The wood men answered that they might [could] not but [unless] she unbound them. The virgin which was for them in great sorrow commanded that they should go; then anon they suffered them to be led secretly, their hands bound behind their backs. She went after them, and when she was in the church of St. Denis, she stretched herself on the ground in orisons and in weepings. Thus as she persevered in prayers and weepings, the wood men cried with a high voice that they approached whom the virgin called in to their help.
None ought to doubt that the enemy, that saw that he must needs issue and go out, signified by the mouth of the demoniacs, that the apostles, martyrs and other saints, that the holy virgin called, came unto her help by the gift of God, which is ready to do the will of them that dread him and call him in truth.
When the holy virgin heard this that they said, she arose up and blessed each after other with the sign of the cross, and anon they were delivered of the enemies. They that were present felt so great stench that they doubted nothing but the souls were delivered from the vexation of the devil, and blessed our Lord for this miracle.
The Deflowered Nun
There was at Bourges a damsel, which heard speak of the great renomee [reputation] of this holy saint, and came to Paris for to speak to her. She had been sacred [consecrated], but after the consecration she had lost her virginity. The holy Genevieve demanded of her if she was a virgin nun, or wife, or a widow. She answered that she was a virgin sacred; Genevieve said nay, telling to her the place and time of her defloration and the man that had done the fait [deed]. When she saw that it was for nought that she said she was a virgin, her conscience remorsed her, and fell down to her feet in requiring pardon. In semblable wise the holy Genevieve discovered to many the secrets of their consciences, which be not here written because it were over noyous and long to write.
She Revives a Dead Boy
A woman whom the holy virgin had healed, had a child of the age of four years which felI in a pit. He was therein the space of three hours. The mother came and drew it out, and bare it all dead unto the saint, in rending her hair and beating her breast and paps, and weeping bitterly, and laid the child dead at her feet. The holy virgin covered it with her mantle, and after, she fell down in her prayers and wept, and anon after, when she ceased of her weeping, our Lord showed a fair miracle, for the child that was dead revived, the which was baptized at Easter after, and was named Celonier because she was raised in the cell of St. Genevieve.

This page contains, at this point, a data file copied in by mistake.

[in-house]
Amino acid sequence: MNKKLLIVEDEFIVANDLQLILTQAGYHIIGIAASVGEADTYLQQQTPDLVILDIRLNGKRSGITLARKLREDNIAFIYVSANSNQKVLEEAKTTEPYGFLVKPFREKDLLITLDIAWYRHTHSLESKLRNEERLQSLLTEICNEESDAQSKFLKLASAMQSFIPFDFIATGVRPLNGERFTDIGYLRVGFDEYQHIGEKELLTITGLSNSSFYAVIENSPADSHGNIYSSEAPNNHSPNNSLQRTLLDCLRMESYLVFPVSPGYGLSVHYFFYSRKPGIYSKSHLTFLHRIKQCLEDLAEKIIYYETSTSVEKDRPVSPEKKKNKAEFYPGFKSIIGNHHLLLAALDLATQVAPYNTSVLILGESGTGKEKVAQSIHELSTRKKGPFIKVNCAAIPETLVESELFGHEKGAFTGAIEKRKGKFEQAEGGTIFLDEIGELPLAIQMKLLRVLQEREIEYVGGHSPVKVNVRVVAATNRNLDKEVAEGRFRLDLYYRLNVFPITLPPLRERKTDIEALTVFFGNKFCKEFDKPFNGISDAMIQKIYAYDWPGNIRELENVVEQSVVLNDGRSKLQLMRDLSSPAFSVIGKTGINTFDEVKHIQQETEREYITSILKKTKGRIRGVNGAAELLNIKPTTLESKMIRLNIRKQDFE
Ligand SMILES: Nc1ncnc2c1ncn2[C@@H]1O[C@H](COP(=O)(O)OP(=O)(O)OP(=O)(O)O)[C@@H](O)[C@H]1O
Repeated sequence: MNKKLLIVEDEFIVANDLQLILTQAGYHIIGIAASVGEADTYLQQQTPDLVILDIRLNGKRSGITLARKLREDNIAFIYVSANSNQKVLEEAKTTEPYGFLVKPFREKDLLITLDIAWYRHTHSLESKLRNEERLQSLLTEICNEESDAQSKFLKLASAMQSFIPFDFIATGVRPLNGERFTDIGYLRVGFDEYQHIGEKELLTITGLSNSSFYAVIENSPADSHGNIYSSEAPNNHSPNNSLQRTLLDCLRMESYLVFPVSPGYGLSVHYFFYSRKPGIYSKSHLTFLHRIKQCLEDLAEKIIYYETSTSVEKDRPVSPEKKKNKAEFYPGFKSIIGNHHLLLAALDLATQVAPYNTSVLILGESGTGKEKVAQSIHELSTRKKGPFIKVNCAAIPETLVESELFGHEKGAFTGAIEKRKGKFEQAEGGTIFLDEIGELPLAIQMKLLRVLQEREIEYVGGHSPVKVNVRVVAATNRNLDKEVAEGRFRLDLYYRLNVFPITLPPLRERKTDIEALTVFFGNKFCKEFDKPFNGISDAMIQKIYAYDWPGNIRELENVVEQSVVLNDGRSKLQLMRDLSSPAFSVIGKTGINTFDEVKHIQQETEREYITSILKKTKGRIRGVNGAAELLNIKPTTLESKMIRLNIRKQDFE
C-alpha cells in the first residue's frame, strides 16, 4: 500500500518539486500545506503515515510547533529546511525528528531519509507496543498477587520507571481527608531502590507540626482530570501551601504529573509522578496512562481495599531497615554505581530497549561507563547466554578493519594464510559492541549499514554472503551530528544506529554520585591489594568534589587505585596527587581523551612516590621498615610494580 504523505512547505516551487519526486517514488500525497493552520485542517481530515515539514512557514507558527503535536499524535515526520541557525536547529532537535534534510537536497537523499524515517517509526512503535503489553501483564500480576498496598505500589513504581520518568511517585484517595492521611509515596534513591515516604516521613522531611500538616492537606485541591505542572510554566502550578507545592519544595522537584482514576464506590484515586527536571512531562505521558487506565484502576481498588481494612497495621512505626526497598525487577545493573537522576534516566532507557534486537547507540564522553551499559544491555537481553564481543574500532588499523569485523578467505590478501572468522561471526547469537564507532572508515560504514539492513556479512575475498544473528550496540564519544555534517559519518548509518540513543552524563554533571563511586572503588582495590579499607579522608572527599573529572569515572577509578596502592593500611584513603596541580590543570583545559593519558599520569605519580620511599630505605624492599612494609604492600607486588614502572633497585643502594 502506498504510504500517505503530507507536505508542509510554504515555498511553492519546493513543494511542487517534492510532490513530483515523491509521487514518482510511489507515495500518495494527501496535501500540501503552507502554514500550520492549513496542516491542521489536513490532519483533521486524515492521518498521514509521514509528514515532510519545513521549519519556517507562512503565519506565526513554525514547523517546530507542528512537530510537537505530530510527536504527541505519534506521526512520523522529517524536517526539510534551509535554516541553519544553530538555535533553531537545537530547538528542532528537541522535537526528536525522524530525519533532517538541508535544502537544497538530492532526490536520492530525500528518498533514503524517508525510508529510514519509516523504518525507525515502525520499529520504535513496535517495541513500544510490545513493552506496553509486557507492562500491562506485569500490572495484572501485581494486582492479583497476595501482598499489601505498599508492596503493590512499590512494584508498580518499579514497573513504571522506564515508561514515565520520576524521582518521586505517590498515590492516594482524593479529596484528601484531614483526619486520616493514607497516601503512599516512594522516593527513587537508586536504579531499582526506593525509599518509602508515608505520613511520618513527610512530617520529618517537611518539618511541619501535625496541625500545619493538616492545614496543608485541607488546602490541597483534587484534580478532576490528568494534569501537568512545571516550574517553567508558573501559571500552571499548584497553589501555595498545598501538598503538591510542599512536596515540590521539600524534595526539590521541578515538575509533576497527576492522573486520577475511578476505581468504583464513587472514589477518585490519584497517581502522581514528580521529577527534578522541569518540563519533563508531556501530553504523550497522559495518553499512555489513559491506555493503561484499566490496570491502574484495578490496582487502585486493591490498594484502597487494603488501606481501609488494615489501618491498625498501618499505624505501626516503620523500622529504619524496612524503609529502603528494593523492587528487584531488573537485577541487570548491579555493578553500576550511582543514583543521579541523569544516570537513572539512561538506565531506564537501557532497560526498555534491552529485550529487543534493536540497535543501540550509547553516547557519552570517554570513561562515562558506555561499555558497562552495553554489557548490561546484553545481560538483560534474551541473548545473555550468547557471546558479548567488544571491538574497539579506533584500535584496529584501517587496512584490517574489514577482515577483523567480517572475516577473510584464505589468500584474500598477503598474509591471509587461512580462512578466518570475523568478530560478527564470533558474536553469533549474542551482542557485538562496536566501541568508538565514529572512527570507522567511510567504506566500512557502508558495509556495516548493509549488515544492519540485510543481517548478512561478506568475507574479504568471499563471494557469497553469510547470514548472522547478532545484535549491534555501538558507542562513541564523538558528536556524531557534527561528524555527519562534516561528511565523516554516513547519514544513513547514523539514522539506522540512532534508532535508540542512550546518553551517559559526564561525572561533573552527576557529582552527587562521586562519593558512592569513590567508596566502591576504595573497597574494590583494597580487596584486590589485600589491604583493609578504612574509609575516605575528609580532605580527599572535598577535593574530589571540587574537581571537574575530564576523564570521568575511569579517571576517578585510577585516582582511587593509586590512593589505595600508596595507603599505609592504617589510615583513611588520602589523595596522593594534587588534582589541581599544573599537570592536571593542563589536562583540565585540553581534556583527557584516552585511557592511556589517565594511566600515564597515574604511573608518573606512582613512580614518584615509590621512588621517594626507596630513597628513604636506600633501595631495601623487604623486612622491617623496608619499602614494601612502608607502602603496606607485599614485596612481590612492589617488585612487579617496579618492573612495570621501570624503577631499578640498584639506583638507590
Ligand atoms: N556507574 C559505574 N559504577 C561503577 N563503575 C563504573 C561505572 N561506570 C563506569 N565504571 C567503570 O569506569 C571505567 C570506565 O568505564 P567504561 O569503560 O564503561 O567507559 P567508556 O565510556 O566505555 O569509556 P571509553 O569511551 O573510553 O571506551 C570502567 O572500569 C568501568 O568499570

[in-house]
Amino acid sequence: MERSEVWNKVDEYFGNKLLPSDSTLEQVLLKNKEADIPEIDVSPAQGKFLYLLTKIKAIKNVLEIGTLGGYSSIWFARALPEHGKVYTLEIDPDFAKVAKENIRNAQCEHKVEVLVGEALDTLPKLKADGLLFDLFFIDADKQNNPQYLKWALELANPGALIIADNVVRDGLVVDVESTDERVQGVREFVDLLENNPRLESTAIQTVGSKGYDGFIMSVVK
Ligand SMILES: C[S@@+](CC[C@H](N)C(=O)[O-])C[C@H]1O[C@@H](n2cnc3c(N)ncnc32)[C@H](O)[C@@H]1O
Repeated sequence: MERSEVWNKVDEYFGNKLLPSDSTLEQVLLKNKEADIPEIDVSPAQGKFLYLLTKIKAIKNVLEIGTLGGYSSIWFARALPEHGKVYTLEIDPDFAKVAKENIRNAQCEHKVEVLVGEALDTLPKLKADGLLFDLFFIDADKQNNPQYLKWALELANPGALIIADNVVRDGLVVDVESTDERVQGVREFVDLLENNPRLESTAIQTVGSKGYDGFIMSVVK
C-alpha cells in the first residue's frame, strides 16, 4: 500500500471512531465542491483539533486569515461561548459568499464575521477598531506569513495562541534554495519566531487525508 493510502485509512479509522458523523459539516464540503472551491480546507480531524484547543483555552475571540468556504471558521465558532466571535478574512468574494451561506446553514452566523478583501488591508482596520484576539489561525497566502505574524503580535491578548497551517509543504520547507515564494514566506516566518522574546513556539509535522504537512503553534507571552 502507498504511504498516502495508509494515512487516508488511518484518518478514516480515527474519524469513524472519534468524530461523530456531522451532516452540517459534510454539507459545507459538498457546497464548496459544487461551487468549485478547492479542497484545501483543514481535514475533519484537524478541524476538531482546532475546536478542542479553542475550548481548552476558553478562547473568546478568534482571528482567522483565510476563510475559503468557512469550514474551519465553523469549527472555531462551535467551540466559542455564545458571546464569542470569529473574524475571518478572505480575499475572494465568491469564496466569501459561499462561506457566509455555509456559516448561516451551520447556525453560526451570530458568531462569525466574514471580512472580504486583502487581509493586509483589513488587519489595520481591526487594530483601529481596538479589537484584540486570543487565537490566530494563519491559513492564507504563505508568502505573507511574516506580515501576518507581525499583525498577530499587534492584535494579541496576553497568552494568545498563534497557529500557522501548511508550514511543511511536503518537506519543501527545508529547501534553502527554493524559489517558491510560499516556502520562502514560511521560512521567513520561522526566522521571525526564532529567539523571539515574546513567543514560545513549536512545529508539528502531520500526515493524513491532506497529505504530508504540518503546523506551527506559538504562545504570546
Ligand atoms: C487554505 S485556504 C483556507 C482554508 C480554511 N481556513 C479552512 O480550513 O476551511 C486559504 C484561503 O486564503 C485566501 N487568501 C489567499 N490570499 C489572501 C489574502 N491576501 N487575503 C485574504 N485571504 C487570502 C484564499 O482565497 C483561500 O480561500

The Withered Hand
There came from Meaux a man to this holy virgin which had his hand dried unto the wrist, and she handled his joints and fingers, and made thereon the sign of the cross, and anon the hand became all whole.
A Blind Woman
Genevieve that knew well, that our Lord Jesu Christ was baptized the day of Epiphany, and after, went into desert in giving enseignement [instruction] to them that be regenerate in the sacrament of baptism, to fast, wake and adore busily, and to accomplish by work the grace that they have taken in the baptism, by the ensample of sweet Jesu Christ. Then entered the holy virgin in to her cell the Sunday tofore the said feast, and abode there as recluse unto the Thursday, absolute in waking, in prayers, in tastings and orisons. Thither came a woman to see her, more for curiosity than for good faith, and therefore God punished her, for as soon as she approached the door of the cell she lost her sight and became blind, but the holy maid by her debonairty [mildness], and by her prayer gat her sight again, and by the sign of the holy cross, when she issued out of her cell in the end of Lent.
In the time that the city of Paris was assieged by the term of ten years, like as the ancient histories rehearse, there followed so great famine and hunger that many died for hunger. The holy virgin, that pity constrained her, went to the Seine for to go fetch by ship some victuals [foodstuffs]. When she came unto a place of Seine, whereas of custom ships were wont to perish [often sank], she made the ship to be drawn to the rivage [bank] and commanded to cut down a tree that was in the water, and she set her to prayer. Then, as the ship should have smitten upon the tree it fell down, and two wild heads, grey and horrible, issued thereout, which stank so sore that the people there were envenomed by the space of two hours, and never after perished ship there, thank be to God and to his holy saint.